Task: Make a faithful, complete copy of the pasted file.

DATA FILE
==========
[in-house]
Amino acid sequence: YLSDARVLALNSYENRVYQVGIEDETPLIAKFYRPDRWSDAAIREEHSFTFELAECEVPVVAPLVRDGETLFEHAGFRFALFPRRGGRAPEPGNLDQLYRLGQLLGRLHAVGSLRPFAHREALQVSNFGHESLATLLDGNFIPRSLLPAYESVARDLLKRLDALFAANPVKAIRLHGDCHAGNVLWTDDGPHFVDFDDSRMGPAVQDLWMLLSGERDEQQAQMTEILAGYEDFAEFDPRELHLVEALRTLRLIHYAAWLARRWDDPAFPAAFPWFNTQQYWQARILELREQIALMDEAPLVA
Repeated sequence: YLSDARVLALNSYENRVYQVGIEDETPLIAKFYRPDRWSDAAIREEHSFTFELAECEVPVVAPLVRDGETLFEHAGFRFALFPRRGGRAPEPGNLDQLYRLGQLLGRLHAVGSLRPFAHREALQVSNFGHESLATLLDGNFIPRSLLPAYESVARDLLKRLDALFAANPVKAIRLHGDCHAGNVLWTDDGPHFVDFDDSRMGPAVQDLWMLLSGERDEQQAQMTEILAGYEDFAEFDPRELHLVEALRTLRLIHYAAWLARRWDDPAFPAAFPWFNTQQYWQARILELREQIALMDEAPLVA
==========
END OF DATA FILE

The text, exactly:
[in-house]
Amino acid sequence: YLSDARVLALNSYENRVYQVGIEDETPLIAKFYRPDRWSDAAIREEHSFTFELAECEVPVVAPLVRDGETLFEHAGFRFALFPRRGGRAPEPGNLDQLYRLGQLLGRLHAVGSLRPFAHREALQVSNFGHESLATLLDGNFIPRSLLPAYESVARDLLKRLDALFAANPVKAIRLHGDCHAGNVLWTDDGPHFVDFDDSRMGPAVQDLWMLLSGERDEQQAQMTEILAGYEDFAEFDPRELHLVEALRTLRLIHYAAWLARRWDDPAFPAAFPWFNTQQYWQARILELREQIALMDEAPLVA
Repeated sequence: YLSDARVLALNSYENRVYQVGIEDETPLIAKFYRPDRWSDAAIREEHSFTFELAECEVPVVAPLVRDGETLFEHAGFRFALFPRRGGRAPEPGNLDQLYRLGQLLGRLHAVGSLRPFAHREALQVSNFGHESLATLLDGNFIPRSLLPAYESVARDLLKRLDALFAANPVKAIRLHGDCHAGNVLWTDDGPHFVDFDDSRMGPAVQDLWMLLSGERDEQQAQMTEILAGYEDFAEFDPRELHLVEALRTLRLIHYAAWLARRWDDPAFPAAFPWFNTQQYWQARILELREQIALMDEAPLVA